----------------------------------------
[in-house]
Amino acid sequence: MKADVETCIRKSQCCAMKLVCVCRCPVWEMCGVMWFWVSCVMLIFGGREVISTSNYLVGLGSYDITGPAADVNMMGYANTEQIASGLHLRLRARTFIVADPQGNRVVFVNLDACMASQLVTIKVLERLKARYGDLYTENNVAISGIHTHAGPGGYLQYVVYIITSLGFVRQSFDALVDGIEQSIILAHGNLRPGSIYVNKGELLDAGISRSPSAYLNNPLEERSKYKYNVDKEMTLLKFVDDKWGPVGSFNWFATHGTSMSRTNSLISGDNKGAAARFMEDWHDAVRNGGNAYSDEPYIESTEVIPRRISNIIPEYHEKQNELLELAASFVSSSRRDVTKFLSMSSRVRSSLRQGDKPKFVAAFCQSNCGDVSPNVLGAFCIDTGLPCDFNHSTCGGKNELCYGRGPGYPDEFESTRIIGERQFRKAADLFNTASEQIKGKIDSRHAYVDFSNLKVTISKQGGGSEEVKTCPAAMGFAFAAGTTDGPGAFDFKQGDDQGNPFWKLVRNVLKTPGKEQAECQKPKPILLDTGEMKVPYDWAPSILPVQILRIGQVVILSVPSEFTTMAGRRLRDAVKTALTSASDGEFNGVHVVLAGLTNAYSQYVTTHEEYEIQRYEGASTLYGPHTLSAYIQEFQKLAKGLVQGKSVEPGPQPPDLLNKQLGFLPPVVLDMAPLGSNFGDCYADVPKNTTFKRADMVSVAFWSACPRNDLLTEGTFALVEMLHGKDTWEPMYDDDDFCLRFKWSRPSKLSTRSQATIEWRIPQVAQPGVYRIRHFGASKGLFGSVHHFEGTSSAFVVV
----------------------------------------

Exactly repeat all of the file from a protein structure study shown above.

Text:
[in-house]
Amino acid sequence: MKADVETCIRKSQCCAMKLVCVCRCPVWEMCGVMWFWVSCVMLIFGGREVISTSNYLVGLGSYDITGPAADVNMMGYANTEQIASGLHLRLRARTFIVADPQGNRVVFVNLDACMASQLVTIKVLERLKARYGDLYTENNVAISGIHTHAGPGGYLQYVVYIITSLGFVRQSFDALVDGIEQSIILAHGNLRPGSIYVNKGELLDAGISRSPSAYLNNPLEERSKYKYNVDKEMTLLKFVDDKWGPVGSFNWFATHGTSMSRTNSLISGDNKGAAARFMEDWHDAVRNGGNAYSDEPYIESTEVIPRRISNIIPEYHEKQNELLELAASFVSSSRRDVTKFLSMSSRVRSSLRQGDKPKFVAAFCQSNCGDVSPNVLGAFCIDTGLPCDFNHSTCGGKNELCYGRGPGYPDEFESTRIIGERQFRKAADLFNTASEQIKGKIDSRHAYVDFSNLKVTISKQGGGSEEVKTCPAAMGFAFAAGTTDGPGAFDFKQGDDQGNPFWKLVRNVLKTPGKEQAECQKPKPILLDTGEMKVPYDWAPSILPVQILRIGQVVILSVPSEFTTMAGRRLRDAVKTALTSASDGEFNGVHVVLAGLTNAYSQYVTTHEEYEIQRYEGASTLYGPHTLSAYIQEFQKLAKGLVQGKSVEPGPQPPDLLNKQLGFLPPVVLDMAPLGSNFGDCYADVPKNTTFKRADMVSVAFWSACPRNDLLTEGTFALVEMLHGKDTWEPMYDDDDFCLRFKWSRPSKLSTRSQATIEWRIPQVAQPGVYRIRHFGASKGLFGSVHHFEGTSSAFVVV